Surmounting mental illness
Michelle first experienced symptoms of schizophrenia in high school.
My mom noticed something was up and brought me to therapists, but the paranoia prevented me from engaging in the treatment. I wasn’t able to be open with them. I was stone-faced.
Michelle’s symptoms—paranoia in particular—became most pronounced in college.
I thought my roommate was trying to kill me.
It was then that she realized she needed help. She scheduled an appointment at the campus health center, but her experience was far from ideal. She was given a short verbal assessment and was diagnosed with bipolar disorder. She was referred to the health center’s psychiatrist and prescribed medication.
When I was happy, people thought I was out of line. The medication I was prescribed merely subdued me and did not help with my symptoms.
Looking back now, Michelle wishes she had been properly educated on the medications she was prescribed.
I feel like there needs to be education on medication before being put on any.
Michelle’s first hospitalization happened while she was in college. During a party in her dorm, Michelle was drunk and hurt herself. The residential advisors in her dorm called security, and she was admitted to a hospital where she was treated. She then returned to school and was punished for drinking in a campus dormitory.
The only reason I was willing to stay and not transfer was because of the support I got from my sports team.
Michelle recalls meeting with a psychiatrist when she was 22 who actually listened and gave her the proper diagnosis of schizophrenia. According to Michelle, this doctor was direct and blunt and encouraged her to answer the questions he was asking despite her hesitation.
The doctor that spoke to me and who gave me the correct diagnosis made me hold myself accountable.
When we had our first session, he was asking me the basic questions you go through when you see a new psychiatrist. When I said I didn’t want to answer certain questions, he basically told me that I paid a lot of money for this session and that I was going to answer these questions.
I never had a doctor do that to me before. Other doctors usually just skipped it. This was when I decided I liked this doctor because he wasn’t letting me get away with my nonsense. He actually was going to help me, and he needed me to answer these questions to get me there, even if I didn’t want to answer the questions.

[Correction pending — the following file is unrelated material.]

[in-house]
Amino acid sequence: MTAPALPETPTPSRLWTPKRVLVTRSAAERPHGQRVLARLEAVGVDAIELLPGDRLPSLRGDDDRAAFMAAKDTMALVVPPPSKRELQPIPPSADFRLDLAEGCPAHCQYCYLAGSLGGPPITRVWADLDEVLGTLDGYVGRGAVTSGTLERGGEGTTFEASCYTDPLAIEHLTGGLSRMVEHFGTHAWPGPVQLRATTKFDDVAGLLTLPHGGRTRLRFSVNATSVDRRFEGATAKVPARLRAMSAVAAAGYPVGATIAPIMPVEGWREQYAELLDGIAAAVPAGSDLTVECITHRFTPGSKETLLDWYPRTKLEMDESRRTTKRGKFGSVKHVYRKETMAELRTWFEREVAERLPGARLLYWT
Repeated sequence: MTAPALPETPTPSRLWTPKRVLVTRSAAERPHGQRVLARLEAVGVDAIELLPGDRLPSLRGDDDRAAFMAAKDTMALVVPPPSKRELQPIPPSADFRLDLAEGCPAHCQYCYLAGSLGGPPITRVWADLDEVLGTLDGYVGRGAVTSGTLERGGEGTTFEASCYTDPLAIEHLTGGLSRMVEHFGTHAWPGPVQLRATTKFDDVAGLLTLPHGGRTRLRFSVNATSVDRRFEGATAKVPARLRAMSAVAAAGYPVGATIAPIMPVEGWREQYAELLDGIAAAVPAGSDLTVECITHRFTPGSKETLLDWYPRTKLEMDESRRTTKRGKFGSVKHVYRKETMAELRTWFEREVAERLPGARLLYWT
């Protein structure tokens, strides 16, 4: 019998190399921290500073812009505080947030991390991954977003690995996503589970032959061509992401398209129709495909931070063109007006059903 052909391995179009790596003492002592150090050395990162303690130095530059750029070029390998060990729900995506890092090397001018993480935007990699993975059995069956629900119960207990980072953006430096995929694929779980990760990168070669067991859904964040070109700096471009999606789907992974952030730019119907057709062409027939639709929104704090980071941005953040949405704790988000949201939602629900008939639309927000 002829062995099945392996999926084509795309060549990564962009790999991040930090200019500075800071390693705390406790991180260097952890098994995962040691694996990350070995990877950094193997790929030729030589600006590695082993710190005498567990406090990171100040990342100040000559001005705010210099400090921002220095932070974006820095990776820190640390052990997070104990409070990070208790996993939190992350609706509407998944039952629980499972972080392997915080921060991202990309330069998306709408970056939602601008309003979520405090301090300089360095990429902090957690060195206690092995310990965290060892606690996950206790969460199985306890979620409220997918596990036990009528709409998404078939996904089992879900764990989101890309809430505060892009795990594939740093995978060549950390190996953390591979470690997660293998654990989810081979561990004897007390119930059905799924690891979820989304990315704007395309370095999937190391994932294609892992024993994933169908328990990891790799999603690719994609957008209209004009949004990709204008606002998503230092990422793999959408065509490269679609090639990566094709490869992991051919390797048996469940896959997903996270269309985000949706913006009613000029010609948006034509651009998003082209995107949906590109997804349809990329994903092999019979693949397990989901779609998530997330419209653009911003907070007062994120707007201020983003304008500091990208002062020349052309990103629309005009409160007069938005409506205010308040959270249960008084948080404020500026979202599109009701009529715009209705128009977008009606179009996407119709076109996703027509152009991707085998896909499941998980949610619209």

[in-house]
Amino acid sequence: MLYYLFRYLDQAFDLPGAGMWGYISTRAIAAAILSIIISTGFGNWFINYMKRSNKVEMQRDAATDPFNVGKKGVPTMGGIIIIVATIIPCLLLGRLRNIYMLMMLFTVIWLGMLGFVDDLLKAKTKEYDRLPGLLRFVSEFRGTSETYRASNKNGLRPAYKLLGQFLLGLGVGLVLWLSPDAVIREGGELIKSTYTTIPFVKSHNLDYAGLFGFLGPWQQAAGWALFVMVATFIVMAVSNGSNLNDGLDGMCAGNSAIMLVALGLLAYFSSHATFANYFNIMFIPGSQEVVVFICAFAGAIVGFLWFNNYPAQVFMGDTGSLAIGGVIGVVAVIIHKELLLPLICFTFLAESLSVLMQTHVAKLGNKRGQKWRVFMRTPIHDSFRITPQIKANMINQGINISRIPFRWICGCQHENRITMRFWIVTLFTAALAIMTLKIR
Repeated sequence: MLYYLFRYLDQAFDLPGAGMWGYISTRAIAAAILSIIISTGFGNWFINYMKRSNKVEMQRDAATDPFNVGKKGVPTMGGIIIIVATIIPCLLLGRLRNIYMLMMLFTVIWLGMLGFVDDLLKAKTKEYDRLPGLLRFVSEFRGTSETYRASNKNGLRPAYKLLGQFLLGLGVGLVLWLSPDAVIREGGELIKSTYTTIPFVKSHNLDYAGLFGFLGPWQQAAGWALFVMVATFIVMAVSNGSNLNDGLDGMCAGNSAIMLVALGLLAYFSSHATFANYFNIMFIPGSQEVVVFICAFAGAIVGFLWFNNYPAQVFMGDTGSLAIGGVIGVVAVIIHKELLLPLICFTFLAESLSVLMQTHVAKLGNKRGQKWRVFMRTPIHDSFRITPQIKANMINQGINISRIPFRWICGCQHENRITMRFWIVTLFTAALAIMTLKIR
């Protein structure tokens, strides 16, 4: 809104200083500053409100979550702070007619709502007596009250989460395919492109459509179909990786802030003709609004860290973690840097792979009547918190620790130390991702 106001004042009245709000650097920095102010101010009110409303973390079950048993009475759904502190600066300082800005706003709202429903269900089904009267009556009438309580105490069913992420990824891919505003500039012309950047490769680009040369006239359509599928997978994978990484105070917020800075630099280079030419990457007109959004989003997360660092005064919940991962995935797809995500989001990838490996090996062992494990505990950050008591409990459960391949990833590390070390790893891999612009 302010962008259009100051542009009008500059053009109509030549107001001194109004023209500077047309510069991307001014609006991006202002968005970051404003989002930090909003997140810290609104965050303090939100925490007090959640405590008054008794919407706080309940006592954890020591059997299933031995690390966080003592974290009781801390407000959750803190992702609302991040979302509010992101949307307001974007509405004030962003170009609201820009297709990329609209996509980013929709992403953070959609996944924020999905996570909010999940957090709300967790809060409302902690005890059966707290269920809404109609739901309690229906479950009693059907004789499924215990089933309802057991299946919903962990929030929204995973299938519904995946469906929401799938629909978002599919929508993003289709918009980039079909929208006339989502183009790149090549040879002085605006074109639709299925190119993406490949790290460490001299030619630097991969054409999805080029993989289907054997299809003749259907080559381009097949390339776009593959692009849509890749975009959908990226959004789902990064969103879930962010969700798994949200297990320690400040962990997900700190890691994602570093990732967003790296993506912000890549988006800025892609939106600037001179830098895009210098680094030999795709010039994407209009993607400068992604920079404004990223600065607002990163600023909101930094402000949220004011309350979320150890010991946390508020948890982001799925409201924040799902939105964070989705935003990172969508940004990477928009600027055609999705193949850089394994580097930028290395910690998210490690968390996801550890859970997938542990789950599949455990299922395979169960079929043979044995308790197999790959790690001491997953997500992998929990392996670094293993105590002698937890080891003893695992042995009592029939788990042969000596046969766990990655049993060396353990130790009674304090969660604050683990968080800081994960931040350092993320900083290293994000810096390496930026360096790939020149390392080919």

Finally, Michelle was on a path toward stability.
It took about five years to find the medication regimen that worked best for me … but since we found it, it’s been super helpful.
When Michelle told her friends about her diagnosis, they were extremely supportive and did not treat her or think of her differently. Unfortunately, she still faces the reality that some people are not so accepting.
In many of her jobs, Michelle has chosen not to disclose her mental illness for her own protection. Beyond the unfortunate reality of stigma in the workplace, she has found that the inflexibility of the typical 9-to-5 job is difficult to balance while managing her mental health.
Michelle has since founded a clothing and lifestyle business. In addition to participating in a cause that she is passionate about, Michelle also has more control over her hours. A percentage of the profits go to organizations that support New Yorkers who have been displaced due to homelessness.
Her business has “pop-up shops” on the New York City streets, and she engages passers-by in conversations about mental health. Michelle maintains the importance of being transparent when talking with the people she meets through her store.
When I am open about my experiences, I have found that people are likely to open up and talk with me.
If we just talked about mental illness more, there would not be as much stigma.
Just because you get a schizophrenia diagnosis does not mean your life is over. It can be just the beginning because you have the correct diagnosis and can treat it.
The diagnosis does not mean you can’t fulfill your dreams, be successful, or be happy.
Being diagnosed was the best thing that ever happened to me because then I could be treated for the correct illness.